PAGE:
During National Adoption Awareness Month, I will introduce you to numerous guest bloggers, highlighting many parts of the adoption journey. Keely Waller was one of the badass mamas who answered my call on Instagram. She’s not new to writing about adoption and when she told me that she’s an advocate of self-care in adoption, as a mom and in life, I knew she spoke my language. If you’re into this stuff, too, I know you’ll enjoy what she has to say.
By Keely Waller
Adoption is, by far, the hardest thing I’ve ever done. I’ve gone through the process twice now and have two beautiful, perfect daughters that I am so grateful for. But there were days I felt like quitting and throwing in the towel. There were days I was angry because the process felt cruel and unfair. There were times when everything felt reckless and out-of-control, which was an uncomfortable feeling for my type-A personality. Of course, this would be taxing on anyone. But for those of us that come to adoption after infertility, we’re already exhausted, weary, and healing from loss and heartbreak. We launch ourselves into yet another process that is volatile, emotional, and never guaranteed to be successful. Maybe all of that is the reason the process is so rewarding, too. Of course, our children are the best gifts we’ll ever receive. But after you’ve survived and made it through, there’s liberation in the process. There’s a renewed strength and resilience for life. Because if you can go through this, there’s nothing you can’t do. At least that’s what it felt like to me. It’s such a triumph and beautiful process and unfortunately, that very much includes fear and heartache. But it will change you. It will change your life.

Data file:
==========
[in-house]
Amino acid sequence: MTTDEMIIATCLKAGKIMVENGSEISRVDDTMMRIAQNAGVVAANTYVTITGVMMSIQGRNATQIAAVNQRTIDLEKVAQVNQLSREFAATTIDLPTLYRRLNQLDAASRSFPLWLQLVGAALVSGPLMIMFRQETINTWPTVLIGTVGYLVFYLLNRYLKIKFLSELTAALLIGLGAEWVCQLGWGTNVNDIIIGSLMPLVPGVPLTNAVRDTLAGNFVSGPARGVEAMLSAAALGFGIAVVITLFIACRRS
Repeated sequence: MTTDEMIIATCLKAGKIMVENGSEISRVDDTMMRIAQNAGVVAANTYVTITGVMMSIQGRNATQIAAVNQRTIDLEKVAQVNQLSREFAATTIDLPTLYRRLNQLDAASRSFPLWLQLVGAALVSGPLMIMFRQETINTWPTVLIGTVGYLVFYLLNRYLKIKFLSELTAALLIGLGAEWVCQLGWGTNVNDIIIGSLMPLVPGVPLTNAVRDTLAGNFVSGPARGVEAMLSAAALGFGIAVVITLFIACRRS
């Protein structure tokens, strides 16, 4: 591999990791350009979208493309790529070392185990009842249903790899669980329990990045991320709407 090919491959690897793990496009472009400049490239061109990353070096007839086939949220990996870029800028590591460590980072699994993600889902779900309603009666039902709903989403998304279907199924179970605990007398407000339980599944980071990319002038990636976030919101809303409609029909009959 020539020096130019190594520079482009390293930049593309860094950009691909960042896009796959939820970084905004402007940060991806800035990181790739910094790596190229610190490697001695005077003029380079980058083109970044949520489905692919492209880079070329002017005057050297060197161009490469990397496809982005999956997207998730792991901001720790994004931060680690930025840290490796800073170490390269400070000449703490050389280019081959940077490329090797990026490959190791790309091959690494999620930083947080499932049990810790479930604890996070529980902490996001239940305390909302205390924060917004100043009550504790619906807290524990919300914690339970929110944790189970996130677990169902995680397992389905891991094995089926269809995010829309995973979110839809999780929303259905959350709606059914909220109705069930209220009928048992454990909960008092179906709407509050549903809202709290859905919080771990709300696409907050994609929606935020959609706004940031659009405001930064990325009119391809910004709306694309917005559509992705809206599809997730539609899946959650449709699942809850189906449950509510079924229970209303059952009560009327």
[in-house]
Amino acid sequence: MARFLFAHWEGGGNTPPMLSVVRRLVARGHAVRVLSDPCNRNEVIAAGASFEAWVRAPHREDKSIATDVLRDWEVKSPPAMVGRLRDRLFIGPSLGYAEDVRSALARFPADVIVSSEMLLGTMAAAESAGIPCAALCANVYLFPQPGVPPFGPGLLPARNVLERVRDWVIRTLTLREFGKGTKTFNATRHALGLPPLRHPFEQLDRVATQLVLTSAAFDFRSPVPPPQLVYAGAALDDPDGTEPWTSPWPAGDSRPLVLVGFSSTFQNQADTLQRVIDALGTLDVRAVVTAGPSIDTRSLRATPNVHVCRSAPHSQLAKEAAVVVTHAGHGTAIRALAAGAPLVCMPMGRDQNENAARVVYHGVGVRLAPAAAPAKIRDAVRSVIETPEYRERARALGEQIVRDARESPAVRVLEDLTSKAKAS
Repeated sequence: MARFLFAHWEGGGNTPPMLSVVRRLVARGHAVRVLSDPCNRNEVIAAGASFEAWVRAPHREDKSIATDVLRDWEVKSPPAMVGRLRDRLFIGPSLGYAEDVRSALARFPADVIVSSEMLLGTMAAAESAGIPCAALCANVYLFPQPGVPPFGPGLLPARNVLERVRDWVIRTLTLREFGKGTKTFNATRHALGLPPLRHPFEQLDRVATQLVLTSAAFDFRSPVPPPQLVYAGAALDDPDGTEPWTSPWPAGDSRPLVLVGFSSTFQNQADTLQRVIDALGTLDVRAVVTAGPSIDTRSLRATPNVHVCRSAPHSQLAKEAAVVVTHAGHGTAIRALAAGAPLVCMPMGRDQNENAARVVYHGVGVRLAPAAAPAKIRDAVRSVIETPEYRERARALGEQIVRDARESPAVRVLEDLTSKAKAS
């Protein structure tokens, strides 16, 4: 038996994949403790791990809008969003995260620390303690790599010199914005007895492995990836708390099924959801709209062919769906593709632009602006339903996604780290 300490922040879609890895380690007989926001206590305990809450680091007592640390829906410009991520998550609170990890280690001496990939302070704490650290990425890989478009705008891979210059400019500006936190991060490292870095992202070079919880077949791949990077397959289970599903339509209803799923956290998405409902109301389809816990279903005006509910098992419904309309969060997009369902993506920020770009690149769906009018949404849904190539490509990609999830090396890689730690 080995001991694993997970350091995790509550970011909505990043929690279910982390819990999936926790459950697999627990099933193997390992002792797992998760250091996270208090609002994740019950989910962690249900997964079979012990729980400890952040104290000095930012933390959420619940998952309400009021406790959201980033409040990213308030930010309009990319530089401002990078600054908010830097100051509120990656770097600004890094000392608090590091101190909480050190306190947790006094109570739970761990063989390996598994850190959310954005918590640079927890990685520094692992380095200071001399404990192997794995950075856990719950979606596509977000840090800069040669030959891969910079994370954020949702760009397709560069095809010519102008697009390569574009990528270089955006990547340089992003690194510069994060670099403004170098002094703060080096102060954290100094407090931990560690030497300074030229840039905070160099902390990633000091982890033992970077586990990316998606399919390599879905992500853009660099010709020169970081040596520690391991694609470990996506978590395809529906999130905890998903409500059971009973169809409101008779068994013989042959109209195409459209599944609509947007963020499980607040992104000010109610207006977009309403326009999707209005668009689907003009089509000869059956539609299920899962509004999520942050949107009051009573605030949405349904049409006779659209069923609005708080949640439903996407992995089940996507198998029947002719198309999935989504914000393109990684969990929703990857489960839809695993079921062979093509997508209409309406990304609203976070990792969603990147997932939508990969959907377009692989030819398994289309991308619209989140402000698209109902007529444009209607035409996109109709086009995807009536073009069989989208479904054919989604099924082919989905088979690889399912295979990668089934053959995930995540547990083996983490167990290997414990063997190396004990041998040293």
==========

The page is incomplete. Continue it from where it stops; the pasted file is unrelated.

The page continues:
Amidst the chaos and unknowns, I quickly realized how important it was to take care of my physical and mental health. Stress is sure to wreak havoc in our bodies. It breaks down our immune system, clouds our mind, and rids us of sleep. I felt deep, physical heartache which is an aching of the worst kind that nothing can fix but time. I’ve always been an advocate for self-care. But after four tough years through infertility and two adoptions, it has taken on a whole new meaning for me. And it’s more important to me than it ever has been before. And it’s much, much more than luxurious bubble baths and getting your nails done. For me, self-care is an all-encompassing caring for my physical and mental well-being. Here are a few ways to love on yourself through the toughest times.
- Time. I know, that’s probably not what you wanted to hear. Infertility took so much time that we quickly jumped in to adoption. I was desperate for a sweet baby in my arms. But I was emotionally frail, heartbroken, and grieving a loss when we started the adoption process. If you’re coming from a place of infertility, consider taking some time to heal and re-group before springing into adoption. Honor those feelings and know how truly valid they are. They deserve their own time and space. I feel it’s important to come in to the adoption process with all your strength, might, and an open heart.